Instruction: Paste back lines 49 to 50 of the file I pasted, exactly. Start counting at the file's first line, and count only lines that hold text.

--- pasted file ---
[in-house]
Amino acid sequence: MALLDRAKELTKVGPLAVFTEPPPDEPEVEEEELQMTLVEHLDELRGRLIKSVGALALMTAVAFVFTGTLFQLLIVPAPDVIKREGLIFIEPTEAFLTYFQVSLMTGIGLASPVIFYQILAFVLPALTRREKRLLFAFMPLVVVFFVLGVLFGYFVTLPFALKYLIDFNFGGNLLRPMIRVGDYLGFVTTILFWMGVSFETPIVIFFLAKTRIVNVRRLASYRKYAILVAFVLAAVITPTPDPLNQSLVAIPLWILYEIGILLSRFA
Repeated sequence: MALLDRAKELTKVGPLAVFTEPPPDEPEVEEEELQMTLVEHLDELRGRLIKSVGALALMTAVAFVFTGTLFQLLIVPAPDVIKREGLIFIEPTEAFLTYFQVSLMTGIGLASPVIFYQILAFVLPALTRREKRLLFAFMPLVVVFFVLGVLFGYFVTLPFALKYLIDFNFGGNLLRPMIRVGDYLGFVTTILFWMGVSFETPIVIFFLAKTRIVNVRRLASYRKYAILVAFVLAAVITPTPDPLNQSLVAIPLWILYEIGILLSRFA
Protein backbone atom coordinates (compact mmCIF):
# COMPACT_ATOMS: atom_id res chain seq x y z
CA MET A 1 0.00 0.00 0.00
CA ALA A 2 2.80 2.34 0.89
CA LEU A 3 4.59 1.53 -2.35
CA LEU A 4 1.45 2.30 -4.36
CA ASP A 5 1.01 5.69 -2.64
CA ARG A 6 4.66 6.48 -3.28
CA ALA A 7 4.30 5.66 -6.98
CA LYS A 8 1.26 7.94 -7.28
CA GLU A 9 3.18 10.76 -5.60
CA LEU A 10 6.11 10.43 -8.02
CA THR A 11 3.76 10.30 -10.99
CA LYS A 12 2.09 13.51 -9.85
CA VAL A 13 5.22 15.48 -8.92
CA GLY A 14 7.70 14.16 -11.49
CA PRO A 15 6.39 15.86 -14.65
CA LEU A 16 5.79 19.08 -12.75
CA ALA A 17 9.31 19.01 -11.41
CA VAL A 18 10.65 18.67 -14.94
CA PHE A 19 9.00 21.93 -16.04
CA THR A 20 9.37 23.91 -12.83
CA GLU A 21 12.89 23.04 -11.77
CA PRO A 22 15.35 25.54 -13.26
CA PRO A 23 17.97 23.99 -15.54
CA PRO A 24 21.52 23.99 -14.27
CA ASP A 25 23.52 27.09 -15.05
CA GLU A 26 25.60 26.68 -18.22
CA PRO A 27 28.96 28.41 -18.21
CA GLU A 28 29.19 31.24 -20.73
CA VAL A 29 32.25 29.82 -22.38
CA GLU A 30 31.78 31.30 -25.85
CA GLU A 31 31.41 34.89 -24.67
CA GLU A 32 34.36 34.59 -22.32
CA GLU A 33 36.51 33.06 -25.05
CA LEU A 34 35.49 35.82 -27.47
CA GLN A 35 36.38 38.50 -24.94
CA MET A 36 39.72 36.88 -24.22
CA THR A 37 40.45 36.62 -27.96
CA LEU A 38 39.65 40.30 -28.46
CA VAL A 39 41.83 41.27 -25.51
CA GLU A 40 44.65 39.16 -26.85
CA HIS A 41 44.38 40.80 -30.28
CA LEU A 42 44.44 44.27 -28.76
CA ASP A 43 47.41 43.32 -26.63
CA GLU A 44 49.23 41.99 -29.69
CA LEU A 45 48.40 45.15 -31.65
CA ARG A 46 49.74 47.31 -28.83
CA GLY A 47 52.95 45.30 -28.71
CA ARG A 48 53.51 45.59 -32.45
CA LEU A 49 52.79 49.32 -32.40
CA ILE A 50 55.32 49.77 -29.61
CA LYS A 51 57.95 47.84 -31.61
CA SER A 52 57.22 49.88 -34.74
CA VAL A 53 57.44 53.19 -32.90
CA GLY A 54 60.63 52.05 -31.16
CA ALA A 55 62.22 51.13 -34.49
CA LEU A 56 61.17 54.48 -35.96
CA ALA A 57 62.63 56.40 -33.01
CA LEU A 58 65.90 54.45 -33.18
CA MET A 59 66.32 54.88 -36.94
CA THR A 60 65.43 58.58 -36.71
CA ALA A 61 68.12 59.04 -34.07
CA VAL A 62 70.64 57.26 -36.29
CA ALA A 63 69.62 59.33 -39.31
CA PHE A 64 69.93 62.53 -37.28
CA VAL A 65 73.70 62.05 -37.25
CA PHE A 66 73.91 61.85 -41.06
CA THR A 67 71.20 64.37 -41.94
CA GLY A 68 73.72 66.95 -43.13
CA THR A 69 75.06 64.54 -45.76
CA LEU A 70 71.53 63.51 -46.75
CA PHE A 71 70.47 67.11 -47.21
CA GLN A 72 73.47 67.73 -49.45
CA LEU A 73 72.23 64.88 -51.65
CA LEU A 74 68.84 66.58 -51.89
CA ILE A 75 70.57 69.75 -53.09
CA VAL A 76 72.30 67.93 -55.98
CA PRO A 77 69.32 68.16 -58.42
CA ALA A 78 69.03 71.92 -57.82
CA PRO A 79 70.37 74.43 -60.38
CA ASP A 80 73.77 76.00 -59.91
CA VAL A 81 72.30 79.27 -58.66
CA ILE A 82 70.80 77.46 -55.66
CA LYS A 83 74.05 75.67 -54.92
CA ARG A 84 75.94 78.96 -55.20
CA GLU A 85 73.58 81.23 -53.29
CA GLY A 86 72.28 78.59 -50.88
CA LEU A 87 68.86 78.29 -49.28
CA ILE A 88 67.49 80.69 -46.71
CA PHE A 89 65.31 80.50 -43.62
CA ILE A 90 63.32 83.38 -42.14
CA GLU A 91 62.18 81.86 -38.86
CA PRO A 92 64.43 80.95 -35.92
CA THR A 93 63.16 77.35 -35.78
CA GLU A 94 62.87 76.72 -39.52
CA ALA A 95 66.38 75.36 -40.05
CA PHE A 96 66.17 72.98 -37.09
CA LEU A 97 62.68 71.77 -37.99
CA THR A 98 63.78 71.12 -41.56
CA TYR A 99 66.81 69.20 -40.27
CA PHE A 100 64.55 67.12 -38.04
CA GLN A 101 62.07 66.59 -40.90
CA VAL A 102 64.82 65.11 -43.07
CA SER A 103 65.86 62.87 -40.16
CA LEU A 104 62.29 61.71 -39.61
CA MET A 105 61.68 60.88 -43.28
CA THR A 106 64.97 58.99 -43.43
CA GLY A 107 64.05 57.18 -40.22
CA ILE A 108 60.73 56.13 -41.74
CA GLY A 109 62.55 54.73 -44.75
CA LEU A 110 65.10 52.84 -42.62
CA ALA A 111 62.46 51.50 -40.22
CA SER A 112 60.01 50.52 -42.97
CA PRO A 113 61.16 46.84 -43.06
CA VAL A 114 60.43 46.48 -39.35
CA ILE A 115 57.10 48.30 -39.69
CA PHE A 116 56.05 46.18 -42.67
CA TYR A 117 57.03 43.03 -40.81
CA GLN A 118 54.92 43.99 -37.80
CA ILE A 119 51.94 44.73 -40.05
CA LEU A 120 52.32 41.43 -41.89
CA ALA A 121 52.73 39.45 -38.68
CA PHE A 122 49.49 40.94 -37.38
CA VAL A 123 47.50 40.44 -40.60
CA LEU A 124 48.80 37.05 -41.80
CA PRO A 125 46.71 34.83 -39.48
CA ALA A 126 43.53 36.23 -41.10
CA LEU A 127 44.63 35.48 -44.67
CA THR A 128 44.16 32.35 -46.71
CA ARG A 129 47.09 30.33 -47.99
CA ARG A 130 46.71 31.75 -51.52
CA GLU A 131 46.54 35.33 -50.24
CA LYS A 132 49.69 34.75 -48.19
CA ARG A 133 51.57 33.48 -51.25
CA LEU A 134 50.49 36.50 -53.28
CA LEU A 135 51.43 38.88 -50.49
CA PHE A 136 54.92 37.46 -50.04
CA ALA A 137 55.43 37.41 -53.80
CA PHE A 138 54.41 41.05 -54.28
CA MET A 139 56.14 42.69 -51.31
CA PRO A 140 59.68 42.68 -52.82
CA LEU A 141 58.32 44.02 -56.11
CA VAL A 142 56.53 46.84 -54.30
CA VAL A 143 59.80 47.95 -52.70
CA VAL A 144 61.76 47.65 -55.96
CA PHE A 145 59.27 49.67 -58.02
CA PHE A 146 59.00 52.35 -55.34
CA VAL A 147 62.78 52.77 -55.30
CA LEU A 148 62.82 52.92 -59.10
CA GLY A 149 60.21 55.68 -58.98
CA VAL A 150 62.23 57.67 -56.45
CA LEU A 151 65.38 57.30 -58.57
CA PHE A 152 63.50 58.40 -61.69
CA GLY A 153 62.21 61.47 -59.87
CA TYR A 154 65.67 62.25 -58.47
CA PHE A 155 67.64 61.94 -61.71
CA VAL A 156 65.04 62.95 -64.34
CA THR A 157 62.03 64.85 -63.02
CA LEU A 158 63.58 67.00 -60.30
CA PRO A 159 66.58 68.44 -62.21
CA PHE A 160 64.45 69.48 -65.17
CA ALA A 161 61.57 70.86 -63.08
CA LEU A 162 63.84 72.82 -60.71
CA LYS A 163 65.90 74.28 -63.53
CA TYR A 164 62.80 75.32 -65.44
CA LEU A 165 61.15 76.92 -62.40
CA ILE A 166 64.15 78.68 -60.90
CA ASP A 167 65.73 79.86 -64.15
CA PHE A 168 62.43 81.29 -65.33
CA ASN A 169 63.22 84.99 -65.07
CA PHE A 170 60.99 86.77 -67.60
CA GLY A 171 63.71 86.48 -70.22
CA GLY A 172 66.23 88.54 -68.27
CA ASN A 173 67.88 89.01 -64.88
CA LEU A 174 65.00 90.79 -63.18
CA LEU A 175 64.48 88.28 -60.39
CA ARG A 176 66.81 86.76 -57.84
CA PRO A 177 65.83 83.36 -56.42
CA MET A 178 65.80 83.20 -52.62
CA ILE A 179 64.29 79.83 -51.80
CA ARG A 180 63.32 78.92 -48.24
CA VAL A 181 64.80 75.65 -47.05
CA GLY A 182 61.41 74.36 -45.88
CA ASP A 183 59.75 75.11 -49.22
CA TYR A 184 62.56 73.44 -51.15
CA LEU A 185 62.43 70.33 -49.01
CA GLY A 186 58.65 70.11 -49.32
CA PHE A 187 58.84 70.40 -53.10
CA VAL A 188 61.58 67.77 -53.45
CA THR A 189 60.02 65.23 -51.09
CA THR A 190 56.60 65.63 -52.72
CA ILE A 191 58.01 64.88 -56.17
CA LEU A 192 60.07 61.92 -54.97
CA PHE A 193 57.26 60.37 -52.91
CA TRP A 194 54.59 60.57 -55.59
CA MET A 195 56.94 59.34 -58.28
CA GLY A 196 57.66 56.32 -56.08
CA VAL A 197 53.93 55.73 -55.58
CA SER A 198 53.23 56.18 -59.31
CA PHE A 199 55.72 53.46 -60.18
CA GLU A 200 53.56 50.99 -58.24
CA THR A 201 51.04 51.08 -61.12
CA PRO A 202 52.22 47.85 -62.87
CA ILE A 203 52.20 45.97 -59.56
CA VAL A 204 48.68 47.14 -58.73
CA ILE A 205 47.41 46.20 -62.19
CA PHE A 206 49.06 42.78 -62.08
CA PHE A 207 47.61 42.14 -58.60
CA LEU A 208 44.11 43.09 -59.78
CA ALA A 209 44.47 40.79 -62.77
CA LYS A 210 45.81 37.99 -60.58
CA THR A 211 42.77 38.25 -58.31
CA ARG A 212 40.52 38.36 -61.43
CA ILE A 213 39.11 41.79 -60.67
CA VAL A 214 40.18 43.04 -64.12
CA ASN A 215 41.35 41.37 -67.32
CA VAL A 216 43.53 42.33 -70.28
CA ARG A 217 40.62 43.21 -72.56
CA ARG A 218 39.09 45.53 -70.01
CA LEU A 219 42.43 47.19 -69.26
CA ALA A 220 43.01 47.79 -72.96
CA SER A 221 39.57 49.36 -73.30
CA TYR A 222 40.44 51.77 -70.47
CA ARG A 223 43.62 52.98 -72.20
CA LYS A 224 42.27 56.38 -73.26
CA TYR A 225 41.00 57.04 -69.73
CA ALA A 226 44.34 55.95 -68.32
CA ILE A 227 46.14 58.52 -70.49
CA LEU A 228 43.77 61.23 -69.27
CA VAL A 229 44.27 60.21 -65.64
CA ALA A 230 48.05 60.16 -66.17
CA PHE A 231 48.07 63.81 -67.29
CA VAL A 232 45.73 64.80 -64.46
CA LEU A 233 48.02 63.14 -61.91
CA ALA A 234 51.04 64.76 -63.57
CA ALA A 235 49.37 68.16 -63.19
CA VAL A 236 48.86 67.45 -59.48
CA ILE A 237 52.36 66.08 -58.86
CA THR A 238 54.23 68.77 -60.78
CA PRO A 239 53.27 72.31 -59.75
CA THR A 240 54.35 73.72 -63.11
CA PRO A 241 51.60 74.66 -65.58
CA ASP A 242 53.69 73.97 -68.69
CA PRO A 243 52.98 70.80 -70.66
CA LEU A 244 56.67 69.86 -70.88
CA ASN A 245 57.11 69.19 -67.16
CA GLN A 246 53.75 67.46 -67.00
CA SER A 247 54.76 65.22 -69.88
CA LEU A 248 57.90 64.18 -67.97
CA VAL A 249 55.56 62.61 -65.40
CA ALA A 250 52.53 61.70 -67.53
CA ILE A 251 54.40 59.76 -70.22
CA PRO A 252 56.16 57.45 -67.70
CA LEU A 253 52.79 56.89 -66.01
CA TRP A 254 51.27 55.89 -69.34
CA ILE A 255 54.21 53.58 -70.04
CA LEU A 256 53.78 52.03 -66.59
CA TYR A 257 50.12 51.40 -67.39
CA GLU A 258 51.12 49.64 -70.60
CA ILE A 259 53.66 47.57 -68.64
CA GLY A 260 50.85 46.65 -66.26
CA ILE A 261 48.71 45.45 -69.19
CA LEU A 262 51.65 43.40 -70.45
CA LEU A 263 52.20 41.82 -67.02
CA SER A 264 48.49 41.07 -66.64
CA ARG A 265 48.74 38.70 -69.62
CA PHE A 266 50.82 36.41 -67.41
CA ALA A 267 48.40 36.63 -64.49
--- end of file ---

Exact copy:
CA GLU A 44 49.23 41.99 -29.69
CA LEU A 45 48.40 45.15 -31.65